• ifconfic, nslookup and other network config/diagnostics tools
  • How your platform keeps itself up to date
  • What the various log files your machine generates, and what they mean
  • How to set up native filesystmes and mount them

 

 

Distributed file systems: Introduction to HDFS.

HDFS

The HDFS, Hadoop Distributed File System, is a distributed file designed to hold and manage very large files (some terabytes or petabytes). Files are stored in a redundant manner across the various machine, spread over the network, to ensure the high availability and to ensure durability to failure.

What is Distributed File System?
A distributed file system is designed to hold the large amount of data across the network and destined to provide access to various clients distributed across the network.
Network File System (NFS) is oldest among DFS’s and still in heavy use. NFS is the most straightforward system but has the limitation as well. NFS is designed in a way to provide remote access to a client to a single logical unit on a single remote machine. The client can see this unit and even can also mount that unit on her own machine as well.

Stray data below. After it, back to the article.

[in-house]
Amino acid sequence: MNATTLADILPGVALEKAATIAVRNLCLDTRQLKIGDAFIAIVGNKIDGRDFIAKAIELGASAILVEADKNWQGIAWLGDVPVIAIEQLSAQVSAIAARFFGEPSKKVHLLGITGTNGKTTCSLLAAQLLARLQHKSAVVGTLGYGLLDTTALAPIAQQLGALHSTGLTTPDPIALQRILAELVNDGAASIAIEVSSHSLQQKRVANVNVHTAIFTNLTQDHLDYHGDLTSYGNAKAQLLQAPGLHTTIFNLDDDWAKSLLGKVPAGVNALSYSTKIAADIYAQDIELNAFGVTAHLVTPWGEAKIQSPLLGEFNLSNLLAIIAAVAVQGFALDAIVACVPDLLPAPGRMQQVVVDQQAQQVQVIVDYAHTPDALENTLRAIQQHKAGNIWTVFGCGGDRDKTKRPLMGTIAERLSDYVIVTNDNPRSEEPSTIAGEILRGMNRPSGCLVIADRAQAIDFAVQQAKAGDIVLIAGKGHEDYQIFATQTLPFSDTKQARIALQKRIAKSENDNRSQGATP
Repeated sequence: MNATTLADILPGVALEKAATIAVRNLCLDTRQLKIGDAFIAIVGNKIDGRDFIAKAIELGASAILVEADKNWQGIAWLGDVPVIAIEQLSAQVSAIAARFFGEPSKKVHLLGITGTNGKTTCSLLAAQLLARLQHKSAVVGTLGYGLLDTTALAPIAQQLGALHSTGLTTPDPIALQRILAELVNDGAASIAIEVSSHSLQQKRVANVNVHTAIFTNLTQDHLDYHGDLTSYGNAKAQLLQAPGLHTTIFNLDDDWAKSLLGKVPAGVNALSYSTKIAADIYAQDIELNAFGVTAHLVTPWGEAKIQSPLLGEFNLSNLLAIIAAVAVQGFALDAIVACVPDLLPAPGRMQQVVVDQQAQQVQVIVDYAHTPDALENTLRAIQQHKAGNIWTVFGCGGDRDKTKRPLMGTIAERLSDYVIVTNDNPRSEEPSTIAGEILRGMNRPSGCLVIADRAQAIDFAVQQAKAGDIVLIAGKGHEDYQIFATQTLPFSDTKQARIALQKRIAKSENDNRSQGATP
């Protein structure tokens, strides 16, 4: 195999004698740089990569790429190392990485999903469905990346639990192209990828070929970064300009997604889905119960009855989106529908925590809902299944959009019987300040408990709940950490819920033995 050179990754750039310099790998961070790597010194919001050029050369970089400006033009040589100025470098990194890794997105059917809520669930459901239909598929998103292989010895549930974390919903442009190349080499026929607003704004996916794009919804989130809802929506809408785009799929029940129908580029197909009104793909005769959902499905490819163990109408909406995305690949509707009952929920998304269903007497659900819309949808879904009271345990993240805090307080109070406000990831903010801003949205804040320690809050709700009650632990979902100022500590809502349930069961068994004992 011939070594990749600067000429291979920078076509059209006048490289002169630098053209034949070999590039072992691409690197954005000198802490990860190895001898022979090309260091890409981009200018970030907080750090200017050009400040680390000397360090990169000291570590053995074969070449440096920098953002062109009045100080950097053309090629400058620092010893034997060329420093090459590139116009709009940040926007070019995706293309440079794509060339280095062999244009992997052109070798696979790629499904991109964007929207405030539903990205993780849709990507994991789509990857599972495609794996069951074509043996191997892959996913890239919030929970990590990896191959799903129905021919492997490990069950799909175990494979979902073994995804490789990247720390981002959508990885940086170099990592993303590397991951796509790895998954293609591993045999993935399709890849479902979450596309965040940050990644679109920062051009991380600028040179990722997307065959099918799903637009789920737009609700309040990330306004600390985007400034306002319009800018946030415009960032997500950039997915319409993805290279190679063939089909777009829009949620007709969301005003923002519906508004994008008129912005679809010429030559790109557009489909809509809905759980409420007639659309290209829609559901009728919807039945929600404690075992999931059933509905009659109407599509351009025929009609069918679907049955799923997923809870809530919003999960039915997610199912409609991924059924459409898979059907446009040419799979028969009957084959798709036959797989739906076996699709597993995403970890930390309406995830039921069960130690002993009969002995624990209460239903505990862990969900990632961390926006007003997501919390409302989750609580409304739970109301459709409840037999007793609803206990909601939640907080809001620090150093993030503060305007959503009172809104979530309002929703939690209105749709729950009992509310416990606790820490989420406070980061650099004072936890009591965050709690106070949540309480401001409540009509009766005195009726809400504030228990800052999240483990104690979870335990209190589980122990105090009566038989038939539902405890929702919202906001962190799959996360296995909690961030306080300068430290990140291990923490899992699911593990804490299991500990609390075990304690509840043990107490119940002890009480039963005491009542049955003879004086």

Once mounted on a local machine, the client can use that unit as a part of her own machine and can use Linux and other file related commands directly on that unit.
But when we talk about the storage space we are again limited to the single machine and we can be choked after a top computational power. The single machine has its own limitations in terms of power and storage, hence NFS might not be useful in terms of Big Data implementations.
On the other side, HDFS is designed to perform the job specifically for Big Data environment. It has the clear edge on NFS and other DFS systems. While using HDFS, a client never needs to have a local copy of data before processing that data. If we move specifically then:

1. HDFS is designed to store a very large amount of information (terabytes or petabytes). This requires spreading the data across a large number of machines. It also supports much larger file sizes than NFS.
2. HDFS files are available on various machines across the network so we can use normal commodity hardware in place of high-end machines. This arrangement uses to cut cost up to great extent.
3. HDFS stores data reliably on various machines and in a case of even complete hardware failure data is available with at least two more locations.
4. HDFS provides fast access to information and if a large number of clients want to access machine we can simply increase the power of machine by adding more clusters and by adding more commodity hardware to our systems.
5. HDFS has dedicated tool for distributing data among various machines and for getting it back after processing. MapReduce performs this job and it has proper sync with Hadoop.